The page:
Freedom in the World
You are here
Freedom Rating (1 = best, 7 = worst)
Civil Liberties (1 = best, 7 = worst)
Political Rights (1 = best, 7 = worst)
President Abdoulaye Wade’s appointment of a new Constitutional Council president in August 2010 was viewed as an attempt to preempt any legal challenges to his intention to run for a third term in the 2012 elections The revelation of cases of wasteful government spending and ongoing social problems led to growing public discontent throughout the year.
Since independence from France in 1960, Senegal has avoided military or harsh authoritarian rule and has never suffered a successful coup d’etat. President Leopold Senghorexercised de facto one-party rule through the Socialist Party (PS) for nearly two decades after independence. Most political restrictions were lifted after 1981, when Abdou Diouf of the PS succeeded Senghor. Diouf went on to win large victories in unfair elections in 1988 and 1993.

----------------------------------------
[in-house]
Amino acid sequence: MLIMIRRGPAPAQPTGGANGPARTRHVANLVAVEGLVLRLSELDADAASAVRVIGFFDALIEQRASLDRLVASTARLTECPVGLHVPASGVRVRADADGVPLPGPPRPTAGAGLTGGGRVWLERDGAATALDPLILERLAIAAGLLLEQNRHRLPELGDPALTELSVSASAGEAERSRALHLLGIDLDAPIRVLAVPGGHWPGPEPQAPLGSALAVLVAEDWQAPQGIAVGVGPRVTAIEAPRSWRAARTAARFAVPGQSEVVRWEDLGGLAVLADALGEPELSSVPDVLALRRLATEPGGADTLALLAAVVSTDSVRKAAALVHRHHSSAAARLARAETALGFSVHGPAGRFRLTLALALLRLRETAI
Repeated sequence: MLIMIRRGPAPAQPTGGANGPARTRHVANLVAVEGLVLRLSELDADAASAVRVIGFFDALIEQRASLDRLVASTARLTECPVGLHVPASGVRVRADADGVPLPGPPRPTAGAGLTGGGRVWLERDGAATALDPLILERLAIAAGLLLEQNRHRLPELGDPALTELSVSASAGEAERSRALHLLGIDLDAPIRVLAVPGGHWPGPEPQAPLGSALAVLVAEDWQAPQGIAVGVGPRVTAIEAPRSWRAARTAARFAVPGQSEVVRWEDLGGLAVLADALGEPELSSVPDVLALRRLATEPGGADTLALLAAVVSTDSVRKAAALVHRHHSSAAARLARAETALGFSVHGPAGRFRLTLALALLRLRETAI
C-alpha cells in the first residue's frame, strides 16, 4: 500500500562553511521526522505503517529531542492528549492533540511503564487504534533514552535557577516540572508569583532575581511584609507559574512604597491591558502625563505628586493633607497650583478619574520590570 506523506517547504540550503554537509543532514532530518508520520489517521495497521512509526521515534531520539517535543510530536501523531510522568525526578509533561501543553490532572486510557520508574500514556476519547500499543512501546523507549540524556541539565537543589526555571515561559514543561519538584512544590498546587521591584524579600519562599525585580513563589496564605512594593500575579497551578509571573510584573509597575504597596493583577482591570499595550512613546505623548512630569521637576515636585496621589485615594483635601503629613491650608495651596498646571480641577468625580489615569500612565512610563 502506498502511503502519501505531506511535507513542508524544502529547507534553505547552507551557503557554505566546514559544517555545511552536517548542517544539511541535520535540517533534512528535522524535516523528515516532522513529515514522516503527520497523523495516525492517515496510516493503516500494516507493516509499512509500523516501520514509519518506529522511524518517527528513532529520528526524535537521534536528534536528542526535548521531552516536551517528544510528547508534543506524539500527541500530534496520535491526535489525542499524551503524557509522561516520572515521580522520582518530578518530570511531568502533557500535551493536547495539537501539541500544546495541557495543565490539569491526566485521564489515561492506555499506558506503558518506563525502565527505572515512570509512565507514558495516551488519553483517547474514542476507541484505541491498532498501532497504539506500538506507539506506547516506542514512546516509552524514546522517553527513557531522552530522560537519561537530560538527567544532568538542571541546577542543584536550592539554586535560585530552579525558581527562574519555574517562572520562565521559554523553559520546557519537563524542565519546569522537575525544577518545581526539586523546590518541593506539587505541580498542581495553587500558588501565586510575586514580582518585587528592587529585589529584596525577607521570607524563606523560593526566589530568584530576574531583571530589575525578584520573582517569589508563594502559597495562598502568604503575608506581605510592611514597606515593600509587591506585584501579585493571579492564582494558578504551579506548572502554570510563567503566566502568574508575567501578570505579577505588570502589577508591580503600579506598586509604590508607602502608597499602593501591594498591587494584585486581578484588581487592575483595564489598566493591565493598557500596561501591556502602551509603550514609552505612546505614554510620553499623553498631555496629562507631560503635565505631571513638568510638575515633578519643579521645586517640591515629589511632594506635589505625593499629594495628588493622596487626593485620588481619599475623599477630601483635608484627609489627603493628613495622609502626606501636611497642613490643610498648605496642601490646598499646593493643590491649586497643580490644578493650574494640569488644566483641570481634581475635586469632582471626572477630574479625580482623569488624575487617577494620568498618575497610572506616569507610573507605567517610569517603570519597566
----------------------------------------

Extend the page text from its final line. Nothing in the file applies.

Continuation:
Senegal is an electoral democracy. The National Observatory of Elections has credibly overseen legislative and presidential polls since its creation in 1997. The president is elected by popular vote for up to two terms, and the length of the term was extended from five to seven years by a constitutional amendment in 2008. The president appoints the prime minister. In recent years, President Abdoulaye Wade has repeatedly replaced the prime minister. In April 2009, he shuffled his cabinet and appointed Souleymane NdénéNdiaye—Wade’s former spokesman—to the premiership.